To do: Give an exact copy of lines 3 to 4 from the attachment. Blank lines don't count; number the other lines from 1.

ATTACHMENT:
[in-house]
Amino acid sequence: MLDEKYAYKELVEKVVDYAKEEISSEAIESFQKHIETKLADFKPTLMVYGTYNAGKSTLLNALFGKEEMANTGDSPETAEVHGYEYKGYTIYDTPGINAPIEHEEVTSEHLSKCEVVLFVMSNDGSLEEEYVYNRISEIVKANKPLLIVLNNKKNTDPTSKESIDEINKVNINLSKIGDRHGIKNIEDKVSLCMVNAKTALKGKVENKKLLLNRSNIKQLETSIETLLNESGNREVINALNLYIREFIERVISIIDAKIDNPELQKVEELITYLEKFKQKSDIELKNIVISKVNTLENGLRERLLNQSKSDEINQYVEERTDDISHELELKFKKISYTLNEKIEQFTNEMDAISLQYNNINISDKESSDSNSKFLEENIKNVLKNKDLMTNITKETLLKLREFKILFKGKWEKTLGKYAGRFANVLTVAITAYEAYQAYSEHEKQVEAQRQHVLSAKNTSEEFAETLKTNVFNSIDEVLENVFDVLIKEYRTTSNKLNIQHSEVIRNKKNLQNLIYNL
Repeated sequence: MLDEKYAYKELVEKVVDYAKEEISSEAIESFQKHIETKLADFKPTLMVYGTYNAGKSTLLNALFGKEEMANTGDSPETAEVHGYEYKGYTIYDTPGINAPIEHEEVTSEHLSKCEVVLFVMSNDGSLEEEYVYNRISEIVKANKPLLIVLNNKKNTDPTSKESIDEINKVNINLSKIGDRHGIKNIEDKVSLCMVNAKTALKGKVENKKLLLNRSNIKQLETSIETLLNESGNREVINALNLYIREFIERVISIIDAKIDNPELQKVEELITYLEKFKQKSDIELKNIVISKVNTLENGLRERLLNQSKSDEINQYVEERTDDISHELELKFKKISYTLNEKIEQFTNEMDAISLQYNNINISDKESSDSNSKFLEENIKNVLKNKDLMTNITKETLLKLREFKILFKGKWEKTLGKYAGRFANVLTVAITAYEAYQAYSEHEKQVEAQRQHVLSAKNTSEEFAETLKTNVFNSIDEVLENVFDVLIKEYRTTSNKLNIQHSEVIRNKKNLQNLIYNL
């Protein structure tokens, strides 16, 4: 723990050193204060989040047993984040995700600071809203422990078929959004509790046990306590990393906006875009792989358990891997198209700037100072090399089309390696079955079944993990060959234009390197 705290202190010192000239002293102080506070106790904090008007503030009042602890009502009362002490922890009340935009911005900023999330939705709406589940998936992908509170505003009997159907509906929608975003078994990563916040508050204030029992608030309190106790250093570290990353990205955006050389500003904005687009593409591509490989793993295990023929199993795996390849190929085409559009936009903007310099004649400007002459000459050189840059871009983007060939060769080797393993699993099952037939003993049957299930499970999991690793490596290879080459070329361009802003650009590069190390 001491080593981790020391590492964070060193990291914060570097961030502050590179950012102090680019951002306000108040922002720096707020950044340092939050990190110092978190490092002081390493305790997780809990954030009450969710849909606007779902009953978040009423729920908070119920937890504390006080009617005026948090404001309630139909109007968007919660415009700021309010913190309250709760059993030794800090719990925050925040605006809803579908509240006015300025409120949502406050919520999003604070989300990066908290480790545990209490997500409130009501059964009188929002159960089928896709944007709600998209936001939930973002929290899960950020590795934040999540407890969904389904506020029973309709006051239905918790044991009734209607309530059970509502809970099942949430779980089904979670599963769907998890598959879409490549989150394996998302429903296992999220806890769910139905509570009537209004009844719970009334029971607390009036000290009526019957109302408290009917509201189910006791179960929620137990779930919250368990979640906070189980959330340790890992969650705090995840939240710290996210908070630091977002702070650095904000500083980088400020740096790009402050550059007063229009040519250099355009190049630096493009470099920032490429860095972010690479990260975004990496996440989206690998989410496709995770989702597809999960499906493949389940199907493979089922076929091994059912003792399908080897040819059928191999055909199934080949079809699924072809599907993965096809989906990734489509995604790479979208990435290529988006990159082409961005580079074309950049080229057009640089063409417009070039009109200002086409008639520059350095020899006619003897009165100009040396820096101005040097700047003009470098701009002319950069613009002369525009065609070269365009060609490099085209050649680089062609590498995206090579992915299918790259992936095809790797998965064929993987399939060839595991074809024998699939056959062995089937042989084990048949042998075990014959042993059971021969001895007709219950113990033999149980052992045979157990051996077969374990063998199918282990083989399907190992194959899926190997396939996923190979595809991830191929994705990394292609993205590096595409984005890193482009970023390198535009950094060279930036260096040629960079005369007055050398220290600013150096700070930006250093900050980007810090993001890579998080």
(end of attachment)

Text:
Repeated sequence: MLDEKYAYKELVEKVVDYAKEEISSEAIESFQKHIETKLADFKPTLMVYGTYNAGKSTLLNALFGKEEMANTGDSPETAEVHGYEYKGYTIYDTPGINAPIEHEEVTSEHLSKCEVVLFVMSNDGSLEEEYVYNRISEIVKANKPLLIVLNNKKNTDPTSKESIDEINKVNINLSKIGDRHGIKNIEDKVSLCMVNAKTALKGKVENKKLLLNRSNIKQLETSIETLLNESGNREVINALNLYIREFIERVISIIDAKIDNPELQKVEELITYLEKFKQKSDIELKNIVISKVNTLENGLRERLLNQSKSDEINQYVEERTDDISHELELKFKKISYTLNEKIEQFTNEMDAISLQYNNINISDKESSDSNSKFLEENIKNVLKNKDLMTNITKETLLKLREFKILFKGKWEKTLGKYAGRFANVLTVAITAYEAYQAYSEHEKQVEAQRQHVLSAKNTSEEFAETLKTNVFNSIDEVLENVFDVLIKEYRTTSNKLNIQHSEVIRNKKNLQNLIYNL
């Protein structure tokens, strides 16, 4: 723990050193204060989040047993984040995700600071809203422990078929959004509790046990306590990393906006875009792989358990891997198209700037100072090399089309390696079955079944993990060959234009390197 705290202190010192000239002293102080506070106790904090008007503030009042602890009502009362002490922890009340935009911005900023999330939705709406589940998936992908509170505003009997159907509906929608975003078994990563916040508050204030029992608030309190106790250093570290990353990205955006050389500003904005687009593409591509490989793993295990023929199993795996390849190929085409559009936009903007310099004649400007002459000459050189840059871009983007060939060769080797393993699993099952037939003993049957299930499970999991690793490596290879080459070329361009802003650009590069190390 001491080593981790020391590492964070060193990291914060570097961030502050590179950012102090680019951002306000108040922002720096707020950044340092939050990190110092978190490092002081390493305790997780809990954030009450969710849909606007779902009953978040009423729920908070119920937890504390006080009617005026948090404001309630139909109007968007919660415009700021309010913190309250709760059993030794800090719990925050925040605006809803579908509240006015300025409120949502406050919520999003604070989300990066908290480790545990209490997500409130009501059964009188929002159960089928896709944007709600998209936001939930973002929290899960950020590795934040999540407890969904389904506020029973309709006051239905918790044991009734209607309530059970509502809970099942949430779980089904979670599963769907998890598959879409490549989150394996998302429903296992999220806890769910139905509570009537209004009844719970009334029971607390009036000290009526019957109302408290009917509201189910006791179960929620137990779930919250368990979640906070189980959330340790890992969650705090995840939240710290996210908070630091977002702070650095904000500083980088400020740096790009402050550059007063229009040519250099355009190049630096493009470099920032490429860095972010690479990260975004990496996440989206690998989410496709995770989702597809999960499906493949389940199907493979089922076929091994059912003792399908080897040819059928191999055909199934080949079809699924072809599907993965096809989906990734489509995604790479979208990435290529988006990159082409961005580079074309950049080229057009640089063409417009070039009109200002086409008639520059350095020899006619003897009165100009040396820096101005040097700047003009470098701009002319950069613009002369525009065609070269365009060609490099085209050649680089062609590498995206090579992915299918790259992936095809790797998965064929993987399939060839595991074809024998699939056959062995089937042989084990048949042998075990014959042993059971021969001895007709219950113990033999149980052992045979157990051996077969374990063998199918282990083989399907190992194959899926190997396939996923190979595809991830191929994705990394292609993205590096595409984005890193482009970023390198535009950094060279930036260096040629960079005369007055050398220290600013150096700070930006250093900050980007810090993001890579998080």